Pep Boys says demand trends improving
June 7 (Reuters) - Auto repair chain Pep Boys Manny, Moe & Jack said demand trends have improved since the end of May when a private equity firm terminated a deal to buy the company citing weak results.
Pep Boys also said it was not considering other strategic alternatives.
Comparable store sales have increased 3 percent since the deal termination on May 29, Chief Executive Mike Odell said on a conference call with analysts and investors on Thursday.
They fell 2.6 percent from the time the deal was announced on Jan. 30 to the termination date, he said.
Pep Boys announced lower-than-expected first-quarter results on Wednesday. A mild winter, which caused less wear and tear on vehicles, and deferred purchases by customers due to a weak economy are hurting the auto repair industry.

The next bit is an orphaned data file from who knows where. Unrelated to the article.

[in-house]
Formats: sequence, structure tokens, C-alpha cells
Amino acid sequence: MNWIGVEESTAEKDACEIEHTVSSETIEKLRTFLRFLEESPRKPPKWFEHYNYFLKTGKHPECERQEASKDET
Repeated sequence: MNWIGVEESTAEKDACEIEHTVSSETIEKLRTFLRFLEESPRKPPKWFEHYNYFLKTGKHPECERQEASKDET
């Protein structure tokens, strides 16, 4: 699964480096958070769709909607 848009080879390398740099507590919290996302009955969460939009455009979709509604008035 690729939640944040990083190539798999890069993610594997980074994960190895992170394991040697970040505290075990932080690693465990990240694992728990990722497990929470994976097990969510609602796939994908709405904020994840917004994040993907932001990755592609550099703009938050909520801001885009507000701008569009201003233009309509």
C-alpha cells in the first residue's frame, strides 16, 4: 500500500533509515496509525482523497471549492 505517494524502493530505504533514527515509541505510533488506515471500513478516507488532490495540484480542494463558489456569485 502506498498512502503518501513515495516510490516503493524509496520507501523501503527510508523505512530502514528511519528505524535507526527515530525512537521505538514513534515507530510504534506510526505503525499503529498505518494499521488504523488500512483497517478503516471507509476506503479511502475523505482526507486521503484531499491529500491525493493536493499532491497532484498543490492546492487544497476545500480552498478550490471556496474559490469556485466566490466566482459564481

"We expect to return to consistent sales and profit increases during the third and fourth quarters," CEO Odell said.
Los Angeles-based Gores Group walked away from a $791 million deal to buy Pep Boys citing serious deterioration in the company's business and a breach of covenant under the merger agreement.
"Our intent is to grow, not to sell the company," Odell said on the call, adding that the merger agreement with Gores was signed after the private equity firm approached it, not the other way around.
Reuters had reported after the Gores fallout that Pep Boys intended to operate as a standalone public company and was not actively looking to sell.
Pep Boys will receive the $50 million breakup fee from Gores on Friday, Odell said.
Pep Boys shares, which have fallen about 40 percent since Gores warned about cancelling the deal, were flat at $8.76 in morning trading on the New York Stock Exchange.
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